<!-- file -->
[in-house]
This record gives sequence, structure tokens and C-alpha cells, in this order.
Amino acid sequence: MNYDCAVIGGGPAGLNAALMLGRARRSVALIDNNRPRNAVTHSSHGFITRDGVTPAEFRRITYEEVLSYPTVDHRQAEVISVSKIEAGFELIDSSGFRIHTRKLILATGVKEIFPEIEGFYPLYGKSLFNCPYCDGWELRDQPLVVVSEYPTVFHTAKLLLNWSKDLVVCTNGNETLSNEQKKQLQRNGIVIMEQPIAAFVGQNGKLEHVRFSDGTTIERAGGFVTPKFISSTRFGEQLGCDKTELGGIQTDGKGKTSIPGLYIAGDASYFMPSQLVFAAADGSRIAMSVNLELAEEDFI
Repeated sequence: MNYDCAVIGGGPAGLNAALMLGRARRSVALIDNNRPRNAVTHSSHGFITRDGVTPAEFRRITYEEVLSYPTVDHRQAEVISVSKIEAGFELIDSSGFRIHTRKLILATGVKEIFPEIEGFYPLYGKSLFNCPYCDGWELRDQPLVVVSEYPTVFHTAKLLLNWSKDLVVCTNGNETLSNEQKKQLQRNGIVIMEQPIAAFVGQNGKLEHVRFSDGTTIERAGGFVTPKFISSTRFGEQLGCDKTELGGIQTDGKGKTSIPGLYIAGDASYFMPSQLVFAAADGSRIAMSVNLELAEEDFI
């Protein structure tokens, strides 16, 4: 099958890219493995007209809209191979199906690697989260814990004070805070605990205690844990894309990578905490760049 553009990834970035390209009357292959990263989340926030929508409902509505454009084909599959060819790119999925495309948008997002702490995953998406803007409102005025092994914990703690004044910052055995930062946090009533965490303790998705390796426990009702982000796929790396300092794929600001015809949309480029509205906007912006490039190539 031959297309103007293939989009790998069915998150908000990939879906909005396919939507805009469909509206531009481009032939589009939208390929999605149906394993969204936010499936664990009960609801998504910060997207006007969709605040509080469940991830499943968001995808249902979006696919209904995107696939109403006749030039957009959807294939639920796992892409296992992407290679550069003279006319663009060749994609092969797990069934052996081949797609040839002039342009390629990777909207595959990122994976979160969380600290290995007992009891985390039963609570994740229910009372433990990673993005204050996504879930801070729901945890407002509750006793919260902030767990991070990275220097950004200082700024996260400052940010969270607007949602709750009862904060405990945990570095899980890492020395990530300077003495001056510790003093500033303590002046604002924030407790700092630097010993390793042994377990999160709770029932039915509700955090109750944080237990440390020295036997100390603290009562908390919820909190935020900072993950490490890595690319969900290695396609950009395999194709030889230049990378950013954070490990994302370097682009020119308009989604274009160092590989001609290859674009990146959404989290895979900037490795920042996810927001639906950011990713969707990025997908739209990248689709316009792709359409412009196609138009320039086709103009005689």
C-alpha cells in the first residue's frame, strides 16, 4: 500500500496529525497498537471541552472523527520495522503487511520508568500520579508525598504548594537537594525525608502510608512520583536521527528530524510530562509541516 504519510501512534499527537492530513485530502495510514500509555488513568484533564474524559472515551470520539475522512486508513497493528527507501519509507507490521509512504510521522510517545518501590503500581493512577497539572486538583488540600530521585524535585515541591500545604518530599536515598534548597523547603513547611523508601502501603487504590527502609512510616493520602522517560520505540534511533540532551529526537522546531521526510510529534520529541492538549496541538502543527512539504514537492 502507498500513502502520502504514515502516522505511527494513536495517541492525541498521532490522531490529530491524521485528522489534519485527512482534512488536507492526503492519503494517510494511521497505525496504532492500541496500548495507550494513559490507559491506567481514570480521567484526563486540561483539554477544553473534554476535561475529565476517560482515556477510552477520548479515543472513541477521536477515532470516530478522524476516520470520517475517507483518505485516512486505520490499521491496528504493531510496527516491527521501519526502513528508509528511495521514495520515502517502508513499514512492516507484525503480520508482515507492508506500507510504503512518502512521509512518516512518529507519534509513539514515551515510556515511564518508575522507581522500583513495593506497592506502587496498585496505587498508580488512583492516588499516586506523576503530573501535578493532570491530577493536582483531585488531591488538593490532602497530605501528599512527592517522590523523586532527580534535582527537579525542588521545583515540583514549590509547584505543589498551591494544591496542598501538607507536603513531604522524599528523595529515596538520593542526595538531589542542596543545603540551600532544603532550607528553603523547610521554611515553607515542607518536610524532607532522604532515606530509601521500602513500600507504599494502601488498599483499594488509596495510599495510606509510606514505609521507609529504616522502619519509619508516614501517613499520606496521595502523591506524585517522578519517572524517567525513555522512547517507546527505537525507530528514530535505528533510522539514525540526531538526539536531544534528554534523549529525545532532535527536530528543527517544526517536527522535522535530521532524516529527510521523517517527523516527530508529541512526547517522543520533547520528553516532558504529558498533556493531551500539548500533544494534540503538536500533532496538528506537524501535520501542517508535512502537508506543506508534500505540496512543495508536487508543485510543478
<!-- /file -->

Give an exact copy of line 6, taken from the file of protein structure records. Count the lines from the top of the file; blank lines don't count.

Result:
C-alpha cells in the first residue's frame, strides 16, 4: 500500500496529525497498537471541552472523527520495522503487511520508568500520579508525598504548594537537594525525608502510608512520583536521527528530524510530562509541516 504519510501512534499527537492530513485530502495510514500509555488513568484533564474524559472515551470520539475522512486508513497493528527507501519509507507490521509512504510521522510517545518501590503500581493512577497539572486538583488540600530521585524535585515541591500545604518530599536515598534548597523547603513547611523508601502501603487504590527502609512510616493520602522517560520505540534511533540532551529526537522546531521526510510529534520529541492538549496541538502543527512539504514537492 502507498500513502502520502504514515502516522505511527494513536495517541492525541498521532490522531490529530491524521485528522489534519485527512482534512488536507492526503492519503494517510494511521497505525496504532492500541496500548495507550494513559490507559491506567481514570480521567484526563486540561483539554477544553473534554476535561475529565476517560482515556477510552477520548479515543472513541477521536477515532470516530478522524476516520470520517475517507483518505485516512486505520490499521491496528504493531510496527516491527521501519526502513528508509528511495521514495520515502517502508513499514512492516507484525503480520508482515507492508506500507510504503512518502512521509512518516512518529507519534509513539514515551515510556515511564518508575522507581522500583513495593506497592506502587496498585496505587498508580488512583492516588499516586506523576503530573501535578493532570491530577493536582483531585488531591488538593490532602497530605501528599512527592517522590523523586532527580534535582527537579525542588521545583515540583514549590509547584505543589498551591494544591496542598501538607507536603513531604522524599528523595529515596538520593542526595538531589542542596543545603540551600532544603532550607528553603523547610521554611515553607515542607518536610524532607532522604532515606530509601521500602513500600507504599494502601488498599483499594488509596495510599495510606509510606514505609521507609529504616522502619519509619508516614501517613499520606496521595502523591506524585517522578519517572524517567525513555522512547517507546527505537525507530528514530535505528533510522539514525540526531538526539536531544534528554534523549529525545532532535527536530528543527517544526517536527522535522535530521532524516529527510521523517517527523516527530508529541512526547517522543520533547520528553516532558504529558498533556493531551500539548500533544494534540503538536500533532496538528506537524501535520501542517508535512502537508506543506508534500505540496512543495508536487508543485510543478